It is happening again.
The Royal Poinciana trees are in bloom, boasting an enormous fiery crown of orange flowers casting shade over well-manicured lines.
The love bugs are flying in pairs joined together at the abdomen performing their aerial mating ritual.
The winds have subsided, allowing large cumulonimbus clouds to form in the east growing as they gracefully float toward the coast.
Warm, balmy air in the form of light breezes emanates from the south.
Water and air temperatures are the same.
Gentle waters that ripple on sandy white beaches wash coquinas out of the sand forcing them to quickly nuzzle themselves back underground.
The full moon in June is slowly approaching, as strong outgoing tides flush pass crabs out around Bean Point and into the Gulf.
And the fever is settling in. Sleepless nights, long hot days spent on the boat patrolling the shorelines for a flash. Or a roll. Or even a free-jumping fish. Sunburn and dehydration become common place for the weeks to come. The constant preoccupation of getting hooked up consumes you. There is utter disregard for just about everything else — except eating and sleeping.
It’s tarpon season on Anna Maria Island. Anglers from all over the world are arriving with hopes of hooking into the infamous silver king. These tackle-busting oversized shiners capture the hearts and souls of seasoned and rookie anglers. And once you have the fever there’s only one remedy — you fish until one of these shiny metallic giants eat your bait.
And then there’s the rush.
There it is.
That initial shock the first time the fish breaks the surface of the water is unforgettable. An acrobatic display of pure power ending in an eruption of splashing and the sound of the drag as your line strips off the reel at alarming speeds.
And don’t forget when the majestic fish jumps you must “bow to the king.” As a fish is airborne you extend your rod forward causing you to bow. This puts a slight slackness in the line to absorb the spastic head shaking of the fish. Failure to do so can result in getting broken off. A sound resembling a shot from a 22 rifle emits through the air is the line breaks and the rod goes straight again. And then it’s over.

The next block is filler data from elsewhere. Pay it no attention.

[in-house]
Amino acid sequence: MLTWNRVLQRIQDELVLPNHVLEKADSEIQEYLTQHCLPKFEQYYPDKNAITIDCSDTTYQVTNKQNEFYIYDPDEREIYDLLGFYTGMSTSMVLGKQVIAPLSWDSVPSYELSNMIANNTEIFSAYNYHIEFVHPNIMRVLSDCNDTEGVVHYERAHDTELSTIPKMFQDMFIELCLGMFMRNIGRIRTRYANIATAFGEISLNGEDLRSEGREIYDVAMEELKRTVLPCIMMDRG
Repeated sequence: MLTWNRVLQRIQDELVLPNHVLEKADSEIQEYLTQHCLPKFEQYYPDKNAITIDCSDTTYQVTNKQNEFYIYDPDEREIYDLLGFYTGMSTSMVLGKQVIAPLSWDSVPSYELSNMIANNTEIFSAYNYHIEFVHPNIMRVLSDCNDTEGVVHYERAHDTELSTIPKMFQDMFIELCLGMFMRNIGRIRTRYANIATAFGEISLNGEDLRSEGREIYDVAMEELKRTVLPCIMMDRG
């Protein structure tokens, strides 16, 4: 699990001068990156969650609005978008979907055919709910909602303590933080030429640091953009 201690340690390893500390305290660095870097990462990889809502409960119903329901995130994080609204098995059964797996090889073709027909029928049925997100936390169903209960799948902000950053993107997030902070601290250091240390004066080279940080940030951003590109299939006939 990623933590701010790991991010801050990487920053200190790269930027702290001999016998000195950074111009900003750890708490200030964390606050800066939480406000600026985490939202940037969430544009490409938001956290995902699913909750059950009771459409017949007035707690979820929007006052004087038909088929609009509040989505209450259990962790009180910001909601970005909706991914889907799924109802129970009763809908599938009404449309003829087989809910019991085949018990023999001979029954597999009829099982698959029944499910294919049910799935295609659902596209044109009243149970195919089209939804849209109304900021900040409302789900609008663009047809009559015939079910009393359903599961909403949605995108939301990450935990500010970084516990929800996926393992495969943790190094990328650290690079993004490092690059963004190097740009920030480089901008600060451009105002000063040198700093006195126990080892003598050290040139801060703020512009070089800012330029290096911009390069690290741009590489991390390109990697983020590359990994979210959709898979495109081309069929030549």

But, if you’re lucky enough to stay hooked up after the fish lands then the fight ensues. Runs of 100-yards or more occur during the early stages of the battle as the large fish swishes their big tail in desperation to get away.
It’s been 15 minutes now.
You’ve managed to get back 3/4 of your line back on the reel. The fish is close. It’s now slowing down. Swimming circles deep under the boat. Finally, you see a flash 10 feet down in the emerald green water. One more pump of the rod and a quick reel and the leader is showing. The fish slowly surfaces and rolls on its side.
Holding the leader in one hand you reach into its mouth with the other. You grab onto that bony lower jaw tightly and hold the fish steady. A quick twist of the pliers and the large circle hook becomes unbuttoned from the over-sized jaw.
As you hold the fish you make eye contact. As that big eye stares back at you, it’s as if the fish is examining you, as much as you are it. It is a profound moment. There’s definitely something going on behind that eye.
At this point, it’s time to make sure the fish is revived enough to release. Slowly moving the boat forward and holding the fish aids in flushing water through its gills.
A few moments more, the fish shakes its head, and it’s ready to be released.
Drenched in sweat with arms shaking do due to fatigue, you watch the fish slowly swim back to the depths.
A memory has been made. You matched wits and strength with the silver king and you came out on top.